A comparative investigation was conducted to evaluate transcriptional changes in guard cells (GCs) of closely related halophytic (Chenopodium quinoa) and glycophytic (Spinacia oleracea) species. Plants were exposed to 3 weeks of 250 mM sodium chloride treatment, and GC-enriched epidermal fragments were mechanically prepared. In both species, salt-responsive genes were mainly related to categories of protein metabolism, secondary metabolites, signal transduction and transport systems. Genes related to abscisic acid (ABA) signaling and ABA biosynthesis were strongly induced in quinoa but not in spinach GCs. Also, expression of the genes encoding transporters of amino acids, proline, sugars, sucrose and potassium increased in quinoa GCs under salinity stress. Analysis of cell-wall-related genes suggests that genes involved in lignin synthesis (e.g. lignin biosynthesis LACCASE 4) were highly upregulated by salt in spinach GCs. In contrast, transcripts related to cell wall plasticity Pectin methylesterase3 (PME3) were highly induced in quinoa. Faster stomatal response to light and dark measured by observing kinetics of changes in stomatal conductance in quinoa might be associated with higher plasticity of the cell wall regulated by PME3 Furthermore, genes involved in the inhibition of stomatal development and differentiation were highly expressed by salt in quinoa, but not in spinach. These changes correlated with reduced stomatal density and index in quinoa, thus improving its water use efficiency. The fine modulation of transporters, cell wall modification and controlling stomatal development in GCs of quinoa may have resulted in high K+/Na+ ratio, lower stomatal conductance and higher stomatal speed for better adaptation to salinity stress in quinoa.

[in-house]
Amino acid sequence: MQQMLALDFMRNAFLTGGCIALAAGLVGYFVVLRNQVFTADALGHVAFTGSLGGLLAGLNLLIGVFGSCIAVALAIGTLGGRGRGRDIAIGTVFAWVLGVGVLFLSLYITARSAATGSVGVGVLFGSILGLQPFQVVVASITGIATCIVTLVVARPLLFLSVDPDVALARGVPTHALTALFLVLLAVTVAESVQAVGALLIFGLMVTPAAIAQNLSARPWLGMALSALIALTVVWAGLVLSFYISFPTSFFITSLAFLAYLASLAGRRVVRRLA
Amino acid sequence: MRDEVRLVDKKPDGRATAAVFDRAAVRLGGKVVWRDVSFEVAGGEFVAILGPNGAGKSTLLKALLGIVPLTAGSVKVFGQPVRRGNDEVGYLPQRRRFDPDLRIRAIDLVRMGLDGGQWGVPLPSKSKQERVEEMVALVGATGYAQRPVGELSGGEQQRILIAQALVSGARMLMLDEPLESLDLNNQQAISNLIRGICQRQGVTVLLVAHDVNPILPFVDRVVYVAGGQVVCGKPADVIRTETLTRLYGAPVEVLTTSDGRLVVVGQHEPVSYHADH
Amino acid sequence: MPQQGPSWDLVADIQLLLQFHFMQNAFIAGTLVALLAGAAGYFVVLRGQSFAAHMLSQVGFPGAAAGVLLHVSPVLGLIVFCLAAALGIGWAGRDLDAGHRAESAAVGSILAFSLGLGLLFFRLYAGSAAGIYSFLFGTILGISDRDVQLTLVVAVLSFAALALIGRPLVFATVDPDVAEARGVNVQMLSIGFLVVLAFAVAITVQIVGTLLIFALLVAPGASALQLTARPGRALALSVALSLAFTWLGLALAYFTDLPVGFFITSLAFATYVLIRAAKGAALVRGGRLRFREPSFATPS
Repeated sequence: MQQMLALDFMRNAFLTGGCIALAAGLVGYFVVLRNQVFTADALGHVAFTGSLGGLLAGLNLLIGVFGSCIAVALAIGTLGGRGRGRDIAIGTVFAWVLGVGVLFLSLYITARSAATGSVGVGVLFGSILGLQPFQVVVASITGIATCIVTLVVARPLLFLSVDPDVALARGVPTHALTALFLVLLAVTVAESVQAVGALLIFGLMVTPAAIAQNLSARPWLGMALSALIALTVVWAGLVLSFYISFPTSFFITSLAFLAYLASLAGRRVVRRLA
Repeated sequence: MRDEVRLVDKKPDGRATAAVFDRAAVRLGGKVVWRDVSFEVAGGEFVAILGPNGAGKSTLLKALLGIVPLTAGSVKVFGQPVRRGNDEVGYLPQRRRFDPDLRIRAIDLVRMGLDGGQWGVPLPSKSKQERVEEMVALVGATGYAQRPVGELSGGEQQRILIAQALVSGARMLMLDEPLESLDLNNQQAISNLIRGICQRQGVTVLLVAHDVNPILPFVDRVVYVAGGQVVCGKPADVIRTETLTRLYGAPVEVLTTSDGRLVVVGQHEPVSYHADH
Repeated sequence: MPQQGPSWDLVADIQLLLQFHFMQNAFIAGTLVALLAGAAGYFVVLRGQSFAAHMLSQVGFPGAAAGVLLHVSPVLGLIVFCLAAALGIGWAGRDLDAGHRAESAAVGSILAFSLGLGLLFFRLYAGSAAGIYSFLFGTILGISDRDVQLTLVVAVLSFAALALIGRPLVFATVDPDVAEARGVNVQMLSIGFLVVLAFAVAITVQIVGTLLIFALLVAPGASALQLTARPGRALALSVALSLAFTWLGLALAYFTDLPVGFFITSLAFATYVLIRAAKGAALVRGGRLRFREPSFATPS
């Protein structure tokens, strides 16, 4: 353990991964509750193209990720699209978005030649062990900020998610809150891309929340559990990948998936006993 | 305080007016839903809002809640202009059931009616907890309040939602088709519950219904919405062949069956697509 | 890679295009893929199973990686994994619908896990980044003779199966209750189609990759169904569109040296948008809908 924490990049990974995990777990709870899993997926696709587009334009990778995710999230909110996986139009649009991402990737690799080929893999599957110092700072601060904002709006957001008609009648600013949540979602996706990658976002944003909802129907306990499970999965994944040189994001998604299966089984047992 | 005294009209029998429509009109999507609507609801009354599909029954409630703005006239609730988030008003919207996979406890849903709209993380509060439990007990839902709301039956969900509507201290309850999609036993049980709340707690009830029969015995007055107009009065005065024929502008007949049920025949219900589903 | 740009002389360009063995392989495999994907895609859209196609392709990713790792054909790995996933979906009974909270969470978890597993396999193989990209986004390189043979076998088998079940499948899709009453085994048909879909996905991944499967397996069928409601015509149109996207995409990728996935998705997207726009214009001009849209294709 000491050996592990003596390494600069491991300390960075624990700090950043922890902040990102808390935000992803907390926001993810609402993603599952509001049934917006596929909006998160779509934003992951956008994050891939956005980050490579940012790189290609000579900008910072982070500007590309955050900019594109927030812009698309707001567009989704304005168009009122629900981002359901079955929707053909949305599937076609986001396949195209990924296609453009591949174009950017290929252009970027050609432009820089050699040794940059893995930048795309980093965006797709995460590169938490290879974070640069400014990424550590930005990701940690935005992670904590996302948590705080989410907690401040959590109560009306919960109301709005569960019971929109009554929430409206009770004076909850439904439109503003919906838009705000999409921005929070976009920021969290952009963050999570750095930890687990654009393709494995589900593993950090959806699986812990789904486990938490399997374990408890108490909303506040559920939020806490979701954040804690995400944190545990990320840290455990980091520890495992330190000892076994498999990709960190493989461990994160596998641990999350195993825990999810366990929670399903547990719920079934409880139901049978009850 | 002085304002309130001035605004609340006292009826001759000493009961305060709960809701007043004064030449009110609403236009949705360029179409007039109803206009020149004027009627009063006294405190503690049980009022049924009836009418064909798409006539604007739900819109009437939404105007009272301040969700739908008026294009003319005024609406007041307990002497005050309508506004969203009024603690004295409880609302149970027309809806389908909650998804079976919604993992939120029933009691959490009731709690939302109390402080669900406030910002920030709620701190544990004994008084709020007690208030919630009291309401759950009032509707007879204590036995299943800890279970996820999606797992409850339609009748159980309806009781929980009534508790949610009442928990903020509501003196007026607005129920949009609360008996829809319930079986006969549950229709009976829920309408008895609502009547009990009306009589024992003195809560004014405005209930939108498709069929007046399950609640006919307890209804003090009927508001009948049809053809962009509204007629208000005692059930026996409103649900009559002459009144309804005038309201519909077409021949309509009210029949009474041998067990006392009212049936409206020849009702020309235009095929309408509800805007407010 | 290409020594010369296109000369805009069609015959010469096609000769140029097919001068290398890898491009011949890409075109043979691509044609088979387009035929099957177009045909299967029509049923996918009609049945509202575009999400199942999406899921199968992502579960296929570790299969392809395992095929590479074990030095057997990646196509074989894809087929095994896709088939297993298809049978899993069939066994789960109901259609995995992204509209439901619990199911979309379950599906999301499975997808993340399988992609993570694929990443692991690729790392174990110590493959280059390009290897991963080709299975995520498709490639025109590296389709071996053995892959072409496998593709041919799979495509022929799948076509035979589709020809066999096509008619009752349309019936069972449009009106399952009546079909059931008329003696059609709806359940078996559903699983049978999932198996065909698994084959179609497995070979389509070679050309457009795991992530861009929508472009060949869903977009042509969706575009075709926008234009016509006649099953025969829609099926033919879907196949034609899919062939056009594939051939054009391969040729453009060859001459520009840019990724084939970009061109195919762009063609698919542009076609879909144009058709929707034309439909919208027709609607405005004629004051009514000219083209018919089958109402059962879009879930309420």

|Number of pages||17|
|Journal||Plant and Cell Physiology|
|Early online date||21 Dec 2022|
|Publication status||Published - 1 Feb 2023|